Well-known author, Karen Kingsbury, has partnered with her son, Tyler Russell to write the first book in a children’s series about the Baxter children. While millions of adult readers have read the stories of the Baxter family, this chapter book tells the stories of the children’s growing up years. There is Brooke - the perfect oldest child, Kari – an amazing soccer player, Ashley – an aspiring artist who is free and uninhibited, Erin, and Luke. This is the story of their strong Christian faith and their family loyalty.
James Rubart has been one of my favorite Christian authors for a long time, and his latest, The Man He Never Was, does not disappoint. This is not just “a modern re imagining of Jekyll and Hyde,” it is a story of one man’s radical journey to discover what true love really looks like and the freedom we find through redemption.
Torren Daniels is a regular guy pursuing the career of his dreams. A football star with a loving family and everything to lose. He lives for the game, taking out his anger and frustration like most guys on the football field, through the game. But one day when he goes to far, his perfect life and career fall apart and he is left with nothing but his anger, frustration and rage at himself and his family.
Fast forward eight months, Torren has disappeared and everyone, including his wife and family, believe he is dead. Until one day he shows up in a hotel room with nothing but his wallet, the clothes on his back, and no memory of his life for the past eight months. But one thing he does know, he has come back different. More different than he has ever been before. The anger and frustration he has dealt with all of his life, seems to be gone. Instead being replaced with love, patience, and kindness, but are these changes truly real or are they simply an illusion?
What follows in the preceding days, is not only a physical journey to discover what happened to him, but a spiritual one that reveals the struggle of good and evil we all face inside ourselves and the redemptive freedom we can experience when Christ’s true love is set free within us.
Rubart’s storytelling gets down to the issues in a fast-paced way that does not dwell on flourishes and world building, as much as it does on character development. Torren is not a likeable character especially at the beginning of the book, but as the book progresses, and he goes on this journey, we see how the other relationships in his life, shape how his character responds. The other character’s in the book likewise are shaped by, and changed by, how his character responds to them, especially Torren’s wife.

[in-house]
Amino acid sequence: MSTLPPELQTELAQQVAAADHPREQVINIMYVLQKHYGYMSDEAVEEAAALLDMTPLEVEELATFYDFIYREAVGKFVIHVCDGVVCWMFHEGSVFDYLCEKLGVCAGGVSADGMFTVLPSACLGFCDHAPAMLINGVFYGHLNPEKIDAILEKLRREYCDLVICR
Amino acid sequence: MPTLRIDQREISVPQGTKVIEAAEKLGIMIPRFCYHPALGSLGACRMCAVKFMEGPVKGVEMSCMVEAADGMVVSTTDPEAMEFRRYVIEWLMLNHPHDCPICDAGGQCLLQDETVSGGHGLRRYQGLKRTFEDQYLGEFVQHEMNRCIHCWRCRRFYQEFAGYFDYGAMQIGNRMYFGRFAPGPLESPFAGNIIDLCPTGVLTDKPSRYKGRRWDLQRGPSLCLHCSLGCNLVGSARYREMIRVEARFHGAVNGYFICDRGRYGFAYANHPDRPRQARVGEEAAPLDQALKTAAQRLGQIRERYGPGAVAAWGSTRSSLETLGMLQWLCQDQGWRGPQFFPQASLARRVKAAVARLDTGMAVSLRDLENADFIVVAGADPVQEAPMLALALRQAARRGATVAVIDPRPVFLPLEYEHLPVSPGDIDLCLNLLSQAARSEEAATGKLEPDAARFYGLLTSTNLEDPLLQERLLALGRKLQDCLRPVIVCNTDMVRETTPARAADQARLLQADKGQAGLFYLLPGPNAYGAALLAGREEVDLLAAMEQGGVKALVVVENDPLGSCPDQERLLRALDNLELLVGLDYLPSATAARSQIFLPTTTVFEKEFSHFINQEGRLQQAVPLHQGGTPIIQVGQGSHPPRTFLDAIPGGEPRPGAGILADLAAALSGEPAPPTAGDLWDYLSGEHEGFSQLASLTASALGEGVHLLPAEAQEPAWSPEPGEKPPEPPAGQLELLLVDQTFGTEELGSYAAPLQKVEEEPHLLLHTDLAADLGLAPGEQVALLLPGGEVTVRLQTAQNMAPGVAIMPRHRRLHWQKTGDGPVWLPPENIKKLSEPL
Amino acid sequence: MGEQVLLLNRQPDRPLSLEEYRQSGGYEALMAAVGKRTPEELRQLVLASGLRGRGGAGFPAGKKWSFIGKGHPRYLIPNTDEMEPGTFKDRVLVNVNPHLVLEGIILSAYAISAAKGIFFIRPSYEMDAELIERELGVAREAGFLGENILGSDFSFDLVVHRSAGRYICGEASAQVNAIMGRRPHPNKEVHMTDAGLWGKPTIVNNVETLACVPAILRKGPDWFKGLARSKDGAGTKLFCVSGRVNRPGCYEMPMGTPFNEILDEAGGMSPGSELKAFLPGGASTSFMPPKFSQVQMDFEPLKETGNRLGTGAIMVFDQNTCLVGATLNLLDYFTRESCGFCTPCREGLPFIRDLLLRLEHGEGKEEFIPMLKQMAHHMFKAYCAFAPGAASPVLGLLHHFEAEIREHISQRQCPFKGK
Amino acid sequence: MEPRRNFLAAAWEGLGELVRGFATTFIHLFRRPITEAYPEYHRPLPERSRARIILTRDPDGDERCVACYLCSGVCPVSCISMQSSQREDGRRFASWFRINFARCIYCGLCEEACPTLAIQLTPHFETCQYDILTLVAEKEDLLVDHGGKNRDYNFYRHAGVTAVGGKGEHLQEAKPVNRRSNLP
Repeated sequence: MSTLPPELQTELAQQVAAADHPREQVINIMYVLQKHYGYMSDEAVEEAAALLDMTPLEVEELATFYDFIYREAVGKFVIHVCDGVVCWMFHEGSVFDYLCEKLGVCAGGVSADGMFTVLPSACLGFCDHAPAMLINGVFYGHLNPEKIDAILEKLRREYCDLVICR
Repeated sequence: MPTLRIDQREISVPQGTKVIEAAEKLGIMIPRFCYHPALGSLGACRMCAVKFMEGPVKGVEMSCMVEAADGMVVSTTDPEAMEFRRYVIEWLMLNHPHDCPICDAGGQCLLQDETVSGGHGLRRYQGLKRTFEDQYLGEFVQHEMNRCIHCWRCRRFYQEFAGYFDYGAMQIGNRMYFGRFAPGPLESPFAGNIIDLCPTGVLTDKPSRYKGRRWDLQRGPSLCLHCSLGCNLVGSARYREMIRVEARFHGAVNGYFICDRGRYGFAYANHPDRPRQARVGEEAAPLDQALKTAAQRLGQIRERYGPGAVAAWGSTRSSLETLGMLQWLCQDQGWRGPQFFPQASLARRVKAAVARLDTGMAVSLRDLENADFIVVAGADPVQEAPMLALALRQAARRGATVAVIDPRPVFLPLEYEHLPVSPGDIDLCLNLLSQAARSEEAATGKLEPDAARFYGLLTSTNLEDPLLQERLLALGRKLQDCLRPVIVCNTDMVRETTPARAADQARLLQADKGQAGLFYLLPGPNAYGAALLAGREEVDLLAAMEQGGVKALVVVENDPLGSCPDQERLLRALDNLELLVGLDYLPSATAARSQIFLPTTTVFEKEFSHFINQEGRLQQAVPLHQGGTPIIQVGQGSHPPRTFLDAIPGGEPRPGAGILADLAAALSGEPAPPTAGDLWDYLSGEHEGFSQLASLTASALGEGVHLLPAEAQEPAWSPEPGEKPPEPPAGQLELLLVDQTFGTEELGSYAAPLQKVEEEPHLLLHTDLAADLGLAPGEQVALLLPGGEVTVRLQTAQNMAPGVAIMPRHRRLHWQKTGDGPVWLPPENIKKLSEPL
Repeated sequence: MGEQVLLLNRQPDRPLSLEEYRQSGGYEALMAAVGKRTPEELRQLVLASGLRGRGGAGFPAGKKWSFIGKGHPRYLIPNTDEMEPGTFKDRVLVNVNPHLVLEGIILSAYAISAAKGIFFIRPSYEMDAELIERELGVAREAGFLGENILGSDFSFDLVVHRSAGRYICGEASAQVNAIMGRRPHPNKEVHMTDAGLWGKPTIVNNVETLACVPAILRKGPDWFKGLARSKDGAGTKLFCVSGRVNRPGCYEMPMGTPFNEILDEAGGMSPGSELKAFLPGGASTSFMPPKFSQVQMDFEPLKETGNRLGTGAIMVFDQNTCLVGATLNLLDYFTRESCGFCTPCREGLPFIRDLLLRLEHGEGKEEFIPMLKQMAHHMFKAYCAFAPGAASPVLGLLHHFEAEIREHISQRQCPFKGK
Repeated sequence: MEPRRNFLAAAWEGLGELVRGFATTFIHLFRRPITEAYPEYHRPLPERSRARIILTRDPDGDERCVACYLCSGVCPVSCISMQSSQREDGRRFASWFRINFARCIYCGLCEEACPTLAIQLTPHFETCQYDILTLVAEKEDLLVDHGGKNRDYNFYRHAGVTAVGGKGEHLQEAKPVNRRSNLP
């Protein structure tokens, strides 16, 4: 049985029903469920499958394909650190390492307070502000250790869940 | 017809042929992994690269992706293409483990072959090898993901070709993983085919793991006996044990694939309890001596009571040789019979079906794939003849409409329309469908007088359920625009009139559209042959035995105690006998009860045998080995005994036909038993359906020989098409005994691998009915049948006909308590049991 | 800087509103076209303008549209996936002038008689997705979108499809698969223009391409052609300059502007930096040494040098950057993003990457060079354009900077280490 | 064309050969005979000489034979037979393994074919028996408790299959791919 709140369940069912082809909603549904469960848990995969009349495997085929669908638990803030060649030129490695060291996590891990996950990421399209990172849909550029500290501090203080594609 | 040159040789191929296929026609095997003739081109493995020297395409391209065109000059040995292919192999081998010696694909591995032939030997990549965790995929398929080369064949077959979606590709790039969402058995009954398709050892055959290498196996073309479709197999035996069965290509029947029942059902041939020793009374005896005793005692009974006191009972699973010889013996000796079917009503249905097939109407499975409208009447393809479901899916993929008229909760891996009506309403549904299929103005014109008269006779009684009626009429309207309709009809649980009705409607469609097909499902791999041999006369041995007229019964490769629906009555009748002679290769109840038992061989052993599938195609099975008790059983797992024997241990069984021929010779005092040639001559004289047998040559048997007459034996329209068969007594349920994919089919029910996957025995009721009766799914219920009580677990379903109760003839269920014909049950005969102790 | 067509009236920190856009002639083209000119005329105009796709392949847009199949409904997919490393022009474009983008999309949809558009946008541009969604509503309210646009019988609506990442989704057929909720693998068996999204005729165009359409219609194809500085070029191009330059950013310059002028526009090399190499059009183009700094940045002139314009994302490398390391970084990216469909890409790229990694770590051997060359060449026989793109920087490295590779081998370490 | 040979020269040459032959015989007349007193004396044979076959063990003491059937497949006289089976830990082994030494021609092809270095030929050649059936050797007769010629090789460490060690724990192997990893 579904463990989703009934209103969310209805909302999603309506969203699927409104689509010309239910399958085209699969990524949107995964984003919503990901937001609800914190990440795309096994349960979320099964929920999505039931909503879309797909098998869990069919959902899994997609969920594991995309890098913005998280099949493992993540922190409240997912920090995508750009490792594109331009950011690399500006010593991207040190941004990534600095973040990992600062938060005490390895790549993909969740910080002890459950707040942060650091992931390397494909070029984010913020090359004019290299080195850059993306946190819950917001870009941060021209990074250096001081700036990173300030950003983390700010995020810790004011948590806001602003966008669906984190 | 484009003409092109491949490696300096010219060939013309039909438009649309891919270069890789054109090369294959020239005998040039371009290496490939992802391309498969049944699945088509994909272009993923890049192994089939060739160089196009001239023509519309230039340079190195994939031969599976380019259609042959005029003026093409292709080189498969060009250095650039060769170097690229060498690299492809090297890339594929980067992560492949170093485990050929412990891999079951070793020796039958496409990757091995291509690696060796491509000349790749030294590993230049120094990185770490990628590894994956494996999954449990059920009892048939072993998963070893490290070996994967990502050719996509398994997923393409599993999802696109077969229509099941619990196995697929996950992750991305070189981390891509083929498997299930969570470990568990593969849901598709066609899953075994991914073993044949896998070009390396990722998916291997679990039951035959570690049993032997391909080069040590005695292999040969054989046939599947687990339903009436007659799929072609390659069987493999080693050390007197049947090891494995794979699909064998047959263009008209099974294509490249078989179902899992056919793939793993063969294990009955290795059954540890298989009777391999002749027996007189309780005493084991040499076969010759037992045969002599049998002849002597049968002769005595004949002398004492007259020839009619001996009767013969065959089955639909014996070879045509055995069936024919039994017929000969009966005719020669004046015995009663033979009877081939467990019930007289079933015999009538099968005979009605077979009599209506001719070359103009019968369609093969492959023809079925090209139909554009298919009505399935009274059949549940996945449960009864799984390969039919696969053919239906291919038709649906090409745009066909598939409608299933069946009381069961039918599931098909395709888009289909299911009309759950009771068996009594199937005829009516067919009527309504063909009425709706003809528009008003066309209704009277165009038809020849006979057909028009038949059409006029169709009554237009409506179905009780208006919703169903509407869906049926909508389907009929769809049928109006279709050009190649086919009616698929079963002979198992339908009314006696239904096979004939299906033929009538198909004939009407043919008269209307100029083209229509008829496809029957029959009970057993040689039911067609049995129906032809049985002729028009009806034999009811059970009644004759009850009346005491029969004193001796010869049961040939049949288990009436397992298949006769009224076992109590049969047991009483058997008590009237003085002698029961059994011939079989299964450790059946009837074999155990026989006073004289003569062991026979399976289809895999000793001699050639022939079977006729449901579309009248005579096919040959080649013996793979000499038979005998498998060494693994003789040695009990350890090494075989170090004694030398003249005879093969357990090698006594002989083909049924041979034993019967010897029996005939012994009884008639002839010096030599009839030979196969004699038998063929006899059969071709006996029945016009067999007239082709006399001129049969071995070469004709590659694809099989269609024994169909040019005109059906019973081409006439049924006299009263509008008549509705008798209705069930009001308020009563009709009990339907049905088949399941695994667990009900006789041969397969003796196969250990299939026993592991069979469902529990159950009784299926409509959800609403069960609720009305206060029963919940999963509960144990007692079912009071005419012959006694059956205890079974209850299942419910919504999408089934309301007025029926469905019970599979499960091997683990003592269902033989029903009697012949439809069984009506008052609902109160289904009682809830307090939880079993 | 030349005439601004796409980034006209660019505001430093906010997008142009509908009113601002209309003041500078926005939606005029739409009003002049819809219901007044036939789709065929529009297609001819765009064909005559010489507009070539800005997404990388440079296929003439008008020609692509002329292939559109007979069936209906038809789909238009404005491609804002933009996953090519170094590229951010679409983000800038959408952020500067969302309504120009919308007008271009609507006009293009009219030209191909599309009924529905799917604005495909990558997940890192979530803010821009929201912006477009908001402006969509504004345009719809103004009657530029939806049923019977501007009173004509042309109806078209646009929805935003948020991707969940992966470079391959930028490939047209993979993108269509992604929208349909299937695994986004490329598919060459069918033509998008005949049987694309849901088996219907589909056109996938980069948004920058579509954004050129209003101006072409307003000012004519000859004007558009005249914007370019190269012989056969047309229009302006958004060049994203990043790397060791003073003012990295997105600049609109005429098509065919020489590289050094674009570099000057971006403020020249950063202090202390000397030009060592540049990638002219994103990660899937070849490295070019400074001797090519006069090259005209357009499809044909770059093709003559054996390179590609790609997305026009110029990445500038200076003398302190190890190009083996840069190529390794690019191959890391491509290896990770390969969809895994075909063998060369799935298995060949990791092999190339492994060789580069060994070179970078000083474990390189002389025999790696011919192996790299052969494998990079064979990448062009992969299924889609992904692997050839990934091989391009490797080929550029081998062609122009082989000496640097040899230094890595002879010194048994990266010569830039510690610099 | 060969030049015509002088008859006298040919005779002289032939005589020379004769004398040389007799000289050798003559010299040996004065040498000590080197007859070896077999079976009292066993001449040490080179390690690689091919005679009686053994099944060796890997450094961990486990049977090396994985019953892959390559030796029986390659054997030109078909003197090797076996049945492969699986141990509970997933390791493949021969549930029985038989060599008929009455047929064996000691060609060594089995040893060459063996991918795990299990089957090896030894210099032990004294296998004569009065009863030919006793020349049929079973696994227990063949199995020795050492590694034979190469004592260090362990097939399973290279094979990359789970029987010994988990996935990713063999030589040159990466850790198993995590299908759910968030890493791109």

Rubart’s story is highly complex, and as the story unfolds and the layers are peeled back, we see the struggle that is really going on inside Torren. Rubart approaches issues such as broken relationships, anger, loss, forgiveness, and abandonment in a way that is both realistic and extremely relatable. These issues and how they shape his character’s lives, also help shape the timber and tone of the overall story and come to a head in the conclusion of the story in an important and life changing way.
Rubart’s stories have always been complex and interesting. But one of the things I have always loved about him as an author and continue to love about him, evident in this book and the others I have read, is the way he has a way of presenting spiritual truths in a highly complex and original way but within the real world and in a way that is not overbearing, and is extremely relatable. The Man He Never Was, does not just present an updated version of the story of Jekyll and Hyde but takes the story and makes it real in a way that I never considered or imagined. Rubart takes the characters of Jekyll and Hyde and presents them as allegories as he explores the battle of good versus evil that is constantly going on inside each one of us.
Thank you to Netgalley and Thomas Nelson Fiction for an E-Arc of this book for review. This book is out February 20 but you can put your copy on hold today!
A fantastic world of adventure and legions come alive. Elves and dragons and ethereal powers colliding together in this fast paced journey where EVIL again is trying to 'take over'. It was an easy read and kind of a fun romp. A 'page turner' as they say that left me with a desire to get the next book quickly. It's also another '1st book' so it makes it easy to know what to read the next time. (check out my other "1st books" in the staff reviews. The main character has a noble upright spirit in him and his quest in part is about him becoming all that he can be. Many friends join him along the way and he soon learns that without them he will fail. If you like The Lord of the Rings series; you'll probable like the books that I read.